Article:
Use contrast, exposure, highlights, etc. with intention. And learn the difference between an alpaca and a llama.

All photo editing programs have basic tools like contrast, brightness, exposure, etc. But if you’re like me, you don’t really know how to use them. You just move the levels sliders back and forth until the image looks good.

I wrote this post to finally teach myself (and you) how to edit with intention. To illustrate the differences in the before and after photos, I overadjusted the levels (using Photoshop and Lightroom).

I used pictures of alpacas and llamas to make the process…

Plan your shots with these compositional tools in mind, and watch your pics go from snapshots to photographs worthy of social media.

Photo by KM Sarver.

When I first started snapping pictures, I didn’t understand composition. Years later, I discovered that my photos could be vastly improved by using the rule of thirds, diagonal, triangle, golden ratio, and golden spiral grid guides in Photoshop’s crop tool (shown below). Other editing programs, and most cameras, have the grids too (check your manual).

(If you don’t know how to use Photoshop’s crop tool, click here.)

When children wrote to author EB White asking if his stories were true, he said they were not, but that, “Real life is only one kind of life. There is also the life of the imagination.”

Oxford Christ Church Garden Gare. Photo by Marco Manenti.

Sometimes the two commingle: a riverside estate is reimagined as a pirate ship, a common cowpath leads to a lovers’ lane, and an evanescent cat grins from the branch of a chestnut tree. Here are ten classic children’s books, set in places that exist not only in the writer’s imagination but in real life too:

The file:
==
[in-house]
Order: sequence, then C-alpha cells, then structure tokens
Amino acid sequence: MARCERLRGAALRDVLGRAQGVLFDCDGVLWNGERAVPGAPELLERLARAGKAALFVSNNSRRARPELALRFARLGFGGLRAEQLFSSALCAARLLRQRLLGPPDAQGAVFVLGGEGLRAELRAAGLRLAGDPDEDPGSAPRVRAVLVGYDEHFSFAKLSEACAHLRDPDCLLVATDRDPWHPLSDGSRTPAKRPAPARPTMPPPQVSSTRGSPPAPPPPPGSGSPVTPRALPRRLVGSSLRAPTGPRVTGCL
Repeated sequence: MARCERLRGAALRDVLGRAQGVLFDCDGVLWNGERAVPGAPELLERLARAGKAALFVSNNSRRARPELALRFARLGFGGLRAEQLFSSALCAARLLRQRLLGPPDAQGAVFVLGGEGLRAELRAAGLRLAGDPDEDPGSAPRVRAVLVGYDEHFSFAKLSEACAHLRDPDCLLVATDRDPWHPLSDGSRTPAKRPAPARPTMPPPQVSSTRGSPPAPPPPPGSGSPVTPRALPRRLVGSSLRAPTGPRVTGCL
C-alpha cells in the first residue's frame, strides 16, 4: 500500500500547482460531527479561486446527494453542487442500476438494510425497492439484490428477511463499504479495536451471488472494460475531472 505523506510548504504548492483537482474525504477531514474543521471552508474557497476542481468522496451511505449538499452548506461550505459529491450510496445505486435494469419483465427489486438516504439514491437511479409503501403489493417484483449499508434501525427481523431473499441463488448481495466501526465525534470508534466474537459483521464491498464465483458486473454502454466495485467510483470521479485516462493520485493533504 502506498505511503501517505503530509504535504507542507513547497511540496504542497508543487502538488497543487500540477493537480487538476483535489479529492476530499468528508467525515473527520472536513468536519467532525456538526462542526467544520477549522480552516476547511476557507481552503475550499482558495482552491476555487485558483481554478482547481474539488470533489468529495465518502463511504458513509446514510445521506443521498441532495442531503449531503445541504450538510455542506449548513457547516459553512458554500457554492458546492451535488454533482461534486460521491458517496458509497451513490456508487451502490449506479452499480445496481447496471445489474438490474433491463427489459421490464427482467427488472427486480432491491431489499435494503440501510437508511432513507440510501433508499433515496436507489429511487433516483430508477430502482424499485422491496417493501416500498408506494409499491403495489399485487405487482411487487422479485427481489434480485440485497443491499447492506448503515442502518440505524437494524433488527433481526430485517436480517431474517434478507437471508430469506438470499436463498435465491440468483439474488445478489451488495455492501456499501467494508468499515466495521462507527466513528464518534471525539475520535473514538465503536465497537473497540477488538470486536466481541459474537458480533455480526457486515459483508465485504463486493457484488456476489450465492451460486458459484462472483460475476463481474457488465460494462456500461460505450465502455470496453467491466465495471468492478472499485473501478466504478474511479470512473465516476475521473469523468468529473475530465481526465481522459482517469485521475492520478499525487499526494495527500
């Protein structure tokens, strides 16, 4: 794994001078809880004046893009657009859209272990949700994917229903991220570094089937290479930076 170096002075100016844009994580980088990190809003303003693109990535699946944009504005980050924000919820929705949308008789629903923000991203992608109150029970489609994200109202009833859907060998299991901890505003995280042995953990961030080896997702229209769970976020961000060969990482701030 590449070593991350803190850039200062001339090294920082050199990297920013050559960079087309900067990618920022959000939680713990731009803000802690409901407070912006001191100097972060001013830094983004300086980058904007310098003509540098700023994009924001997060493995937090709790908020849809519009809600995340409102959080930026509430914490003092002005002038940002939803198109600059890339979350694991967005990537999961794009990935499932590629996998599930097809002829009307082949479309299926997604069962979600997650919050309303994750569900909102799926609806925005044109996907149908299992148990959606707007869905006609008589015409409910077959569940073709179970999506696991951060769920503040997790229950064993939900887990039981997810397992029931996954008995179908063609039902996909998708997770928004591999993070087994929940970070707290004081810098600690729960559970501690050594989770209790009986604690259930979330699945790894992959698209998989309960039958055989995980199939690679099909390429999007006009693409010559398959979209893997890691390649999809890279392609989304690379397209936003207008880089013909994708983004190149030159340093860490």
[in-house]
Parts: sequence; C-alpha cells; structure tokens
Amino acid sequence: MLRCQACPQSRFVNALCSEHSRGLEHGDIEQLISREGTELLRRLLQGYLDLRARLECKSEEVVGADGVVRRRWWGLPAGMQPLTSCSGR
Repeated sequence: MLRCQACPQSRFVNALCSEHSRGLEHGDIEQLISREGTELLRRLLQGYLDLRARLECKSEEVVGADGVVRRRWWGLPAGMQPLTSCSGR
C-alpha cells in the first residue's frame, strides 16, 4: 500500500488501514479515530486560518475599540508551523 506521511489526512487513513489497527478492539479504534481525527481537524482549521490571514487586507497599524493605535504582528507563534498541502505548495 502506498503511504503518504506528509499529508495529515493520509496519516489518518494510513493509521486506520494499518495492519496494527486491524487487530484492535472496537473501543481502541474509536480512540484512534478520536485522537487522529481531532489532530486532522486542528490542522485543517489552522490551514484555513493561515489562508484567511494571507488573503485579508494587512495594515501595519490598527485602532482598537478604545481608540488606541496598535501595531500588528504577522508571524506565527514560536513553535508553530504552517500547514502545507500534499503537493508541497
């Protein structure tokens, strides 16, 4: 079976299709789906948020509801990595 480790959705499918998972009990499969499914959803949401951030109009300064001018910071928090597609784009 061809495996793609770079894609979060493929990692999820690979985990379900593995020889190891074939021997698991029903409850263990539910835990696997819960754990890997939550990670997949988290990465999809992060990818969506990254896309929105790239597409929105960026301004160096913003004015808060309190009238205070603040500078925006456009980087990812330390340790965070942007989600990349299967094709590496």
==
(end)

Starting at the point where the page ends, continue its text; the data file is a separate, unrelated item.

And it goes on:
Charlotte’s Web

On an autumn morning in 1949, EB White noticed…

The Mackenzie Poltergeist is the most well-documented paranormal phenomenon in the world.

A Young Bloody Mackenzie. Photo courtesy of The Commons.

Hundreds of people have reported being attacked by ghosts at Greyfriars Kirkyard in Edinburgh, Scotland. The most sinister of these specters is Sir George MacKenzie, a 17th-century Scottish lawyer and legal writer. Sir George is also known as Bluidy Mackenzie, the Mackenzie Poltergeist, and the Persecutor of the Covenanters.

Do you believe in ghosts? More than 4 in 10 Americans do. But what exactly is a ghost? They’re not all Casper, Slimer, or Moaning Myrtle. According to ghost experts, apparitions vary widely and can be classified into the following groups:

Harry Price’s Ghost Hunting Kit, 1936. Photo in Public Domain.

Residual Haunting Ghosts

A residual haunting ghost is an entity created by a psychic imprint. A psychic imprint is the result of repetitious behaviors performed by a person during their lifetime. (However, an imprint can develop instantly following a traumatic event.) The reiterative entity is incognizant and doesn't interact with the living. It’s like a recording that plays over and over again…